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LEATHER.

—Biblical Data:

Skins of animals were employed for clothing as soon as man felt the need of covering his body to protect himself against cold and rain. With the advance of civilization such clothing was everywhere replaced by products of the loom. The same was the case among the Hebrews. The "coat of skins" was regarded by them as having been the first kind of clothing, given to man by God Himself (Gen. iii. 21); and the mantle of skins was still worn in the time of the Patriarchs (Gen. xxv. 25). In historic times the use of the mantle of skins is mentioned only in the case of the prophets Elijah and Elisha, who, in intentional contrast to the people of their day, wore the ancient, simple garb (I Kings xix. 13; II Kings i. 8; ii. 8, 13 et seq.); indeed, the hairy mantle came in time to be the distinguishing feature of a prophet's garb (Zech. xiii. 4; Matt. iii. 4, vii. 15).

After the Hebrews had acquired the art of tanning, which must have been at an early date, leather came to be used for a number of other purposes. Among articles of clothing it was employed chiefly for sandals. Leathern girdles are also mentioned (II Kings i. 8 et al.). The warrior had a leathern Helmet to protect his head, and his Shield also was usually of leather. For utensils in daily use leather is principally employed among nomads, as it was among the ancient Israelites, since receptacles of leather are not liable to be broken and are easily carried about. The original form of a table, as the word indicates, was a piece of leather, which was spread upon the ground. Pails and all other vessels for holding liquids were made of leather. The leather bucket for drawing water out of a well and the leather flask—consisting of a single skin removed from the animal's carcass as intact as possible—for holding wine or for transporting water have remained in common use in the Orient down to the present day. Skins of goats and sheep were generally used for these various purposes; more seldom, those of oxen. Concerning tanning, although it was probably familiar to the Hebrews from the oldest times, nothing is said in the Old Testament. Not once is a tanner mentioned.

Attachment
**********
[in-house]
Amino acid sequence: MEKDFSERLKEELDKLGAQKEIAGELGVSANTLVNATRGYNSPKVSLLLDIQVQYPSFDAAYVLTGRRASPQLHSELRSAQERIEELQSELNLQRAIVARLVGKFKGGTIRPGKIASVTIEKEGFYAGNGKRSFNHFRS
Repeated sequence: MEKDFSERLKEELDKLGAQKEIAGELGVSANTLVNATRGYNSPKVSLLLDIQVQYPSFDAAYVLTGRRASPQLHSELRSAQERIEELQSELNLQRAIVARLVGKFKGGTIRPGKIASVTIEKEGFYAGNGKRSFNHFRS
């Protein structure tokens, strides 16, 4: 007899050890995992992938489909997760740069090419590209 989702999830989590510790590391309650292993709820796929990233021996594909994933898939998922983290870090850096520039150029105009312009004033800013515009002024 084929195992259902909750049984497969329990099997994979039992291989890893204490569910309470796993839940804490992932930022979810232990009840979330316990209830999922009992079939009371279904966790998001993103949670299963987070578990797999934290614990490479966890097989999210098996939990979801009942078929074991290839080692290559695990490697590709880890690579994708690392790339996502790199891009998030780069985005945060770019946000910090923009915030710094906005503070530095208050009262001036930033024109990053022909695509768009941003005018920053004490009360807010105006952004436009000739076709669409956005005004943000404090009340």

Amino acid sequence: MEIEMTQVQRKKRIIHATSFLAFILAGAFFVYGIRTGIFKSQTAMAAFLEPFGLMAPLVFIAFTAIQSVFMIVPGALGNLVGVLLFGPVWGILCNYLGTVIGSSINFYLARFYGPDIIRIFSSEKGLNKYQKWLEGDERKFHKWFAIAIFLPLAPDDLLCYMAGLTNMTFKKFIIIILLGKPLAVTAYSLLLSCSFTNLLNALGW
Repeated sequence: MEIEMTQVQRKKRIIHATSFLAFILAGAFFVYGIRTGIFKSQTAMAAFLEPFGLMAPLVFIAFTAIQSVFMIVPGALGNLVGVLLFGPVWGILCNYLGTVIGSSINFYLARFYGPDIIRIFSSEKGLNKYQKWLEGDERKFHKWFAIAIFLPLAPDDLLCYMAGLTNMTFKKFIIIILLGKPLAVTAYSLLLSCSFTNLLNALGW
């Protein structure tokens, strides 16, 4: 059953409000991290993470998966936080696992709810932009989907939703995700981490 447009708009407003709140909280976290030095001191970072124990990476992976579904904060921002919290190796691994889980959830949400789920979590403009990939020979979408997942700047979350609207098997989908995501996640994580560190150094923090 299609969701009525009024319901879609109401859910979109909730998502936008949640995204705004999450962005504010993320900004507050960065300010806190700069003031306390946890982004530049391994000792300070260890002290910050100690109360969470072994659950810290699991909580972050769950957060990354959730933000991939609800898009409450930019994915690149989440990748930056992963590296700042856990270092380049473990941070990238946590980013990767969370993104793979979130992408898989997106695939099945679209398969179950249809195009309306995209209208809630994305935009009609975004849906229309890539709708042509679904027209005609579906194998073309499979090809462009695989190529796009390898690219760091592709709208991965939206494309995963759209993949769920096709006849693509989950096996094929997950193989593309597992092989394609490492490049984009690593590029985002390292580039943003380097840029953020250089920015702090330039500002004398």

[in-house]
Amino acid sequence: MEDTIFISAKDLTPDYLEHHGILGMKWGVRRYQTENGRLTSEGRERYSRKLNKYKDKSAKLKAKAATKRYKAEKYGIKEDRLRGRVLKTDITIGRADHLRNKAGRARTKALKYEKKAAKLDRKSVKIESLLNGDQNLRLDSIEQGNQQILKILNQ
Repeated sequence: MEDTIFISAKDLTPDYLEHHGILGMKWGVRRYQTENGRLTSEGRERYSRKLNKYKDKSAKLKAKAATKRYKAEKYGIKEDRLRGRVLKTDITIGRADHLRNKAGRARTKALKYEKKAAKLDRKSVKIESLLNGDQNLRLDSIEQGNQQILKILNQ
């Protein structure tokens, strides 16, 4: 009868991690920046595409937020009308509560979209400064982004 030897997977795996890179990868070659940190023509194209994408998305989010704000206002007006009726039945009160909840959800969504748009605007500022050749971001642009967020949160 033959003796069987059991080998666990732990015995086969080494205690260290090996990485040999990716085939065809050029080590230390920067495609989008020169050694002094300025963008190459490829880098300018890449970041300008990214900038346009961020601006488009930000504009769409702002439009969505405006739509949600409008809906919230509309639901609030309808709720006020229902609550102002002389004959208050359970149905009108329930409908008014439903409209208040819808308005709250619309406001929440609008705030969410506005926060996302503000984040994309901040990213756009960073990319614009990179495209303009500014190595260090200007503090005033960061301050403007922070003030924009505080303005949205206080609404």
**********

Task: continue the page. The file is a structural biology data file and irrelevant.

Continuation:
A. I. Be.—In the Talmud:

The Talmud speaks of many articles made of skins (); and, as tanning was practised in Talmudic times, it is possible that such articles, or at least some of them, were of leather. The strap ("reẓu'ah")is mentioned as serving various purposes. Asses were hobbled with straps; and cows were led by means of straps tied to the horns (Shab. 54b). Women used to tie their hair with leathern straps (ib. 57a); and by similar means shoes and sandals were fastened to the feet (Neg. xi. 11), and the tefillin to the head and arm (Men. 35b). Flagellation ("malḳut") was performed by means of three straps—one of calfskin and two of ass'skin (Mak. 22b); straps are frequently mentioned as instruments of punishment, especially of children (Yer. Giṭ. i. 43d, et passim). It would appear that straps were used to tie up certain objects, as the untying of the strap is often used to designate relaxation (Yer. Bik. i. 64a, et passim). It is very probable that sandals generally were made of thick hide; for wooden sandals are indicated as such (Yeb. 101a, et passim). Besides shoes, the Talmud speaks of leather hose ("anpilia"), and of a kind of glove and foot-wear of skin for a cripple who was compelledto use his hands in order to move from place to place (ib. 102b).

The Mishnah, Kelim xxvi. 5, enumerates the following articles made of leather: a covering for the mule or ass; aprons worn by muleteers and by surgeons to protect their clothes; a cradle-cover; a child's breast-piece to protect it from the scratching of a cat; aprons by which wool-carders and flaxspinners protected themselves from the waste of the wool or the tow of the flax; the pad placed by the porter under his load; and skins used for various purposes by individuals not engaged in any business or trade ("'orot ba'al ha-bayit"). In mishnah 8 of the same chapter, tanners' skins are spoken of; but certainly untanned skins are meant, similar to those referred to in Shab. 49a as having been spread by the tanner for people to sit upon.

A. M. Sel.
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